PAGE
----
There are no peripheries in Managua, Nicaragua, since there’s no center. Through the whole urban sprawl, the “spontaneous settlements” (slums) and the “colonies” (gated towns) live close together, the first protected by its gangs, the others by private guards. The government doesn’t make any effort to hide the misery of its poorest population: Nicaragua lives of selling to the world its poverty, by catching funds from international cooperation, most of which ends up in the hands of the elites.
Many NGOs that now work in the enormous number of projects of “integral development” or “community empowerment” in the poorest neighborhoods of Managua, are the same organizations that in the eighties offered international and often armed solidarity to the Sandinista Revolution, against the “dirty war” financed by the US government. Now they are being financed by the same goverments – european and north american – that contributed to the failure of that historical “integral and locally directed community development project”. The governments use NGOs to open a way for international trade, and to reduce the social impact of neoliberal “structural adjustment plans”. This perverse system reflects at a microscopical level, in the human relationship between “voluntary workers” and “recipients” of the development projects. This situation is explained in “La cooperación internacional en Nicaragua. Problemas y aspectos socioantropológicos”, Stefano Portelli, 2001. The research is based on a fieldwork in Memorial Sandino neighborhood, Managua.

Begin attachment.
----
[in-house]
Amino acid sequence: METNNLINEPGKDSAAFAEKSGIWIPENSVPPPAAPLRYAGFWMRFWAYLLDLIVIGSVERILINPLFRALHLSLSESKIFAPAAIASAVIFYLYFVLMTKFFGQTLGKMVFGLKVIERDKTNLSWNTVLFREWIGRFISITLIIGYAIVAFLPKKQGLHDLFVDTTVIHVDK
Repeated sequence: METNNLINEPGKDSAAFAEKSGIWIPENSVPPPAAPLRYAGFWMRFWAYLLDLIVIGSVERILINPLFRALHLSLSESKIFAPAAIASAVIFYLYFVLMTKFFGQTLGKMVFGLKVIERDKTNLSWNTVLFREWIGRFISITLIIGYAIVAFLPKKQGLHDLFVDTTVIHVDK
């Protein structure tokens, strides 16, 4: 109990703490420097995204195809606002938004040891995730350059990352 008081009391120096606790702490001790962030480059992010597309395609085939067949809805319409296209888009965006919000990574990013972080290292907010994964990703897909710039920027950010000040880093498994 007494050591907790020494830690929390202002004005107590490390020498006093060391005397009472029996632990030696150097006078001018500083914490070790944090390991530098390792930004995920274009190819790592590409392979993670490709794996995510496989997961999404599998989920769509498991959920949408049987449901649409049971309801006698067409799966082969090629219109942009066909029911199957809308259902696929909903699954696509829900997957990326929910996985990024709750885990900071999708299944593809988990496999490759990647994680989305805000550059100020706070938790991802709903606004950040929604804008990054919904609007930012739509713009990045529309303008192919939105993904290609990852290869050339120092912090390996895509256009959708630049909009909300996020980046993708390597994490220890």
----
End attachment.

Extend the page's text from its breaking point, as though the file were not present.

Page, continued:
- See also: María Dolores Álvarez (2000) “La ciudad ausente, políticas urbanas y espacios de socialización. Managua: paradojas de una ciudad” [LINK]
- Gioconda Belli (1991) “¿Qué sos, Nicaragua, para dolerme tanto?”, poem [LINK]
- PHOTOS OF MANAGUA: Barrio San Judas and Asentamiento Memorial Sandino [ALBUM]